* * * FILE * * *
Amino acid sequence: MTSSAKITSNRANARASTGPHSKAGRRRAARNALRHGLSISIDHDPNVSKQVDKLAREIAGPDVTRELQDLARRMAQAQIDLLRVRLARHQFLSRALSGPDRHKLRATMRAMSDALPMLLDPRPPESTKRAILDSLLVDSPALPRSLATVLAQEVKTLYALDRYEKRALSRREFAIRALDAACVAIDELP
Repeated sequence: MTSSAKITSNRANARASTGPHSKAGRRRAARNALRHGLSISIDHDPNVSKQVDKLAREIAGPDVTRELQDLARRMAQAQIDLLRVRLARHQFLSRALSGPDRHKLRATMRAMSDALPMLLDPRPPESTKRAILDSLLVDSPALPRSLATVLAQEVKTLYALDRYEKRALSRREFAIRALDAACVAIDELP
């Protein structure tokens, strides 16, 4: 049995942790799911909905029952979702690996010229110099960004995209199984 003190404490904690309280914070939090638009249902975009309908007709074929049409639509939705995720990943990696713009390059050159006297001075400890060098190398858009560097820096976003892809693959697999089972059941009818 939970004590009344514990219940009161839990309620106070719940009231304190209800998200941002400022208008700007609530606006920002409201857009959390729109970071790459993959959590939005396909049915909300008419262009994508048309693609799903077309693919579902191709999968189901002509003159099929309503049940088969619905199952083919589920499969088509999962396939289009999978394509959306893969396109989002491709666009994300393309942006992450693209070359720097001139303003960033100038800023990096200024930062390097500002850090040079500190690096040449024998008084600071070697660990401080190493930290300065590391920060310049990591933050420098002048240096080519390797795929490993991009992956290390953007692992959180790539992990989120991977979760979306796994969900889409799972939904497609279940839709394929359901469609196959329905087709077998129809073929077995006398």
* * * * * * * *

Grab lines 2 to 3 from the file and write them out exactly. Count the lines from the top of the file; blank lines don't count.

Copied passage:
Repeated sequence: MTSSAKITSNRANARASTGPHSKAGRRRAARNALRHGLSISIDHDPNVSKQVDKLAREIAGPDVTRELQDLARRMAQAQIDLLRVRLARHQFLSRALSGPDRHKLRATMRAMSDALPMLLDPRPPESTKRAILDSLLVDSPALPRSLATVLAQEVKTLYALDRYEKRALSRREFAIRALDAACVAIDELP
């Protein structure tokens, strides 16, 4: 049995942790799911909905029952979702690996010229110099960004995209199984 003190404490904690309280914070939090638009249902975009309908007709074929049409639509939705995720990943990696713009390059050159006297001075400890060098190398858009560097820096976003892809693959697999089972059941009818 939970004590009344514990219940009161839990309620106070719940009231304190209800998200941002400022208008700007609530606006920002409201857009959390729109970071790459993959959590939005396909049915909300008419262009994508048309693609799903077309693919579902191709999968189901002509003159099929309503049940088969619905199952083919589920499969088509999962396939289009999978394509959306893969396109989002491709666009994300393309942006992450693209070359720097001139303003960033100038800023990096200024930062390097500002850090040079500190690096040449024998008084600071070697660990401080190493930290300065590391920060310049990591933050420098002048240096080519390797795929490993991009992956290390953007692992959180790539992990989120991977979760979306796994969900889409799972939904497609279940839709394929359901469609196959329905087709077998129809073929077995006398």